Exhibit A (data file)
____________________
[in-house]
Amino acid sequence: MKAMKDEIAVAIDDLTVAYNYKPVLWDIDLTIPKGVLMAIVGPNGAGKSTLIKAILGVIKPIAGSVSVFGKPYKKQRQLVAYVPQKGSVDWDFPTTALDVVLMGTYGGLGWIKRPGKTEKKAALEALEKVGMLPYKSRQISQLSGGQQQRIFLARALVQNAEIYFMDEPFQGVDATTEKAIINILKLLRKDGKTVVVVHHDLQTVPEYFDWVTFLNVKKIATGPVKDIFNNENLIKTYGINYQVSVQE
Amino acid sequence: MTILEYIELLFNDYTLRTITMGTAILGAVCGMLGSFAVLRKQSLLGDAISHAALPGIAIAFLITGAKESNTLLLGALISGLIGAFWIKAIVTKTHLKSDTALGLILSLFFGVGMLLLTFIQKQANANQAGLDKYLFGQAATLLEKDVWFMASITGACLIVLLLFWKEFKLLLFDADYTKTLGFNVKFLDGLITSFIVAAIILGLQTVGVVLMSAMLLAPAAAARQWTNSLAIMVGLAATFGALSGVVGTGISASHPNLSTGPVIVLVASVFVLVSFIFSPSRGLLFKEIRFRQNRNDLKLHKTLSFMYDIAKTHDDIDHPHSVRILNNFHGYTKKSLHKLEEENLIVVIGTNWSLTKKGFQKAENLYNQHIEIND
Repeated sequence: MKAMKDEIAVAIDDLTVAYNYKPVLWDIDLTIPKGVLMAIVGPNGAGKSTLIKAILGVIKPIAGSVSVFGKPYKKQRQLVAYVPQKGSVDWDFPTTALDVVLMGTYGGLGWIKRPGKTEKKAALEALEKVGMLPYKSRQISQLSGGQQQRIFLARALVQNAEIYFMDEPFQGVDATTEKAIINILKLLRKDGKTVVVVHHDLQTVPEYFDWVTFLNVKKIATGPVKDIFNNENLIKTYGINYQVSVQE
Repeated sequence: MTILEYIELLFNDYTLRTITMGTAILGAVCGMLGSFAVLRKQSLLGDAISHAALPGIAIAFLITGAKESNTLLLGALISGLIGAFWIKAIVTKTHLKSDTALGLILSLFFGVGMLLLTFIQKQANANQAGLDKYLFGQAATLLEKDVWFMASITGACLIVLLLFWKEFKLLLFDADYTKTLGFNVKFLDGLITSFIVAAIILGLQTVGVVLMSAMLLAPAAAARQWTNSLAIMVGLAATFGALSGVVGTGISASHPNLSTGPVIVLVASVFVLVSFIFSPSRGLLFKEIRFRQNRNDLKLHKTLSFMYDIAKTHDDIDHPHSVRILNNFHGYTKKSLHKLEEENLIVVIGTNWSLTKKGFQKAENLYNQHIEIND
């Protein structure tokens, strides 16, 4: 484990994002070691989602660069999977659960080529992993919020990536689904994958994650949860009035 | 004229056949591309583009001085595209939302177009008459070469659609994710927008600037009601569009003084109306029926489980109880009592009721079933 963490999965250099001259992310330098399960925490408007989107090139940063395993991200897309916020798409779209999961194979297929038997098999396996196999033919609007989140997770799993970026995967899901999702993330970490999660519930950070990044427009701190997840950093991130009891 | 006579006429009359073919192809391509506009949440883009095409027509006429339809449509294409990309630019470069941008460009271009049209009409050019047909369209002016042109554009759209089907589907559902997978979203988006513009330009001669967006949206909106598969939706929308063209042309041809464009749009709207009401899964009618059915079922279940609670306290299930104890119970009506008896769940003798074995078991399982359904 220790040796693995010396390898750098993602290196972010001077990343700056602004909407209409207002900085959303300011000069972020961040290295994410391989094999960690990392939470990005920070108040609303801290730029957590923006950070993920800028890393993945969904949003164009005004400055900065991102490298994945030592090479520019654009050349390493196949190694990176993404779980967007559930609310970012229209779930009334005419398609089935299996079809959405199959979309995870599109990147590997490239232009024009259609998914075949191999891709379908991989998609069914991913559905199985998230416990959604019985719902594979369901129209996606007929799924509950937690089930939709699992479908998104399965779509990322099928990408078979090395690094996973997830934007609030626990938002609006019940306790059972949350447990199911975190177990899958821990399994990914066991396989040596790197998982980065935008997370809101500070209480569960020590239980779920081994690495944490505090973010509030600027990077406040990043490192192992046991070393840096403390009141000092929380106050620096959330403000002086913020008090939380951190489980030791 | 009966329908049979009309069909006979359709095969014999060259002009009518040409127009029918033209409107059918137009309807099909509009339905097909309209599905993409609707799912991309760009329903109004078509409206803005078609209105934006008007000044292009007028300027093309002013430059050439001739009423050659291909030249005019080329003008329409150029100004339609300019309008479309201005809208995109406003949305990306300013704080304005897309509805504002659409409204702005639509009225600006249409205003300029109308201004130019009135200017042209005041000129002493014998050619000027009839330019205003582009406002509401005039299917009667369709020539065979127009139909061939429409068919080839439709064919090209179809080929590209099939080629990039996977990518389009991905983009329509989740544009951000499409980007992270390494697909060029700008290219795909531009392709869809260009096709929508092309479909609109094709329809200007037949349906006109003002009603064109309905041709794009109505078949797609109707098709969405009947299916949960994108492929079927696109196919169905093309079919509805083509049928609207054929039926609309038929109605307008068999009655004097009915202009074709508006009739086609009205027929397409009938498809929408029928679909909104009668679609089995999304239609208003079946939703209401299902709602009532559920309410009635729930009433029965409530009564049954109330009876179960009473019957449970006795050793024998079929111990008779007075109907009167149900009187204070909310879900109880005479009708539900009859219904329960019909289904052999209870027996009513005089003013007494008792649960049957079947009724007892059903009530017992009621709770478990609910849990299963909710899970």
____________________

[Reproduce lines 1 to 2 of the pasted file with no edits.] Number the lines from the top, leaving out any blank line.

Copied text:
[in-house]
Amino acid sequence: MKAMKDEIAVAIDDLTVAYNYKPVLWDIDLTIPKGVLMAIVGPNGAGKSTLIKAILGVIKPIAGSVSVFGKPYKKQRQLVAYVPQKGSVDWDFPTTALDVVLMGTYGGLGWIKRPGKTEKKAALEALEKVGMLPYKSRQISQLSGGQQQRIFLARALVQNAEIYFMDEPFQGVDATTEKAIINILKLLRKDGKTVVVVHHDLQTVPEYFDWVTFLNVKKIATGPVKDIFNNENLIKTYGINYQVSVQE